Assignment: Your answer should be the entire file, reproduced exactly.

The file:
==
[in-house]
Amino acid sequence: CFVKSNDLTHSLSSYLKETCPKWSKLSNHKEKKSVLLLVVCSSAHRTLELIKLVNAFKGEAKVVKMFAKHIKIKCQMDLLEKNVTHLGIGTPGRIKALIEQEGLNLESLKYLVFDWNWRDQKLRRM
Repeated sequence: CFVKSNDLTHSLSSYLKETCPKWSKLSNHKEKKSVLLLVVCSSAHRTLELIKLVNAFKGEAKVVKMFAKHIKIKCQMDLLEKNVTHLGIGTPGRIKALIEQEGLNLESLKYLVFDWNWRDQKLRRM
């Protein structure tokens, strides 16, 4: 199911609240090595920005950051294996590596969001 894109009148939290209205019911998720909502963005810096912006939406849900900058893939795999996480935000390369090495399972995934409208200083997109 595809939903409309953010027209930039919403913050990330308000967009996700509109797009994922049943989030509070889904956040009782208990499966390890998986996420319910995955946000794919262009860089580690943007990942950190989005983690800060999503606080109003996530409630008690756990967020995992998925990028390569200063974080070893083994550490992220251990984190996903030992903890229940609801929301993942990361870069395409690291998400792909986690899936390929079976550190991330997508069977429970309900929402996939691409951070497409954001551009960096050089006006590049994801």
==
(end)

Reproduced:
[in-house]
Amino acid sequence: CFVKSNDLTHSLSSYLKETCPKWSKLSNHKEKKSVLLLVVCSSAHRTLELIKLVNAFKGEAKVVKMFAKHIKIKCQMDLLEKNVTHLGIGTPGRIKALIEQEGLNLESLKYLVFDWNWRDQKLRRM
Repeated sequence: CFVKSNDLTHSLSSYLKETCPKWSKLSNHKEKKSVLLLVVCSSAHRTLELIKLVNAFKGEAKVVKMFAKHIKIKCQMDLLEKNVTHLGIGTPGRIKALIEQEGLNLESLKYLVFDWNWRDQKLRRM
């Protein structure tokens, strides 16, 4: 199911609240090595920005950051294996590596969001 894109009148939290209205019911998720909502963005810096912006939406849900900058893939795999996480935000390369090495399972995934409208200083997109 595809939903409309953010027209930039919403913050990330308000967009996700509109797009994922049943989030509070889904956040009782208990499966390890998986996420319910995955946000794919262009860089580690943007990942950190989005983690800060999503606080109003996530409630008690756990967020995992998925990028390569200063974080070893083994550490992220251990984190996903030992903890229940609801929301993942990361870069395409690291998400792909986690899936390929079976550190991330997508069977429970309900929402996939691409951070497409954001551009960096050089006006590049994801």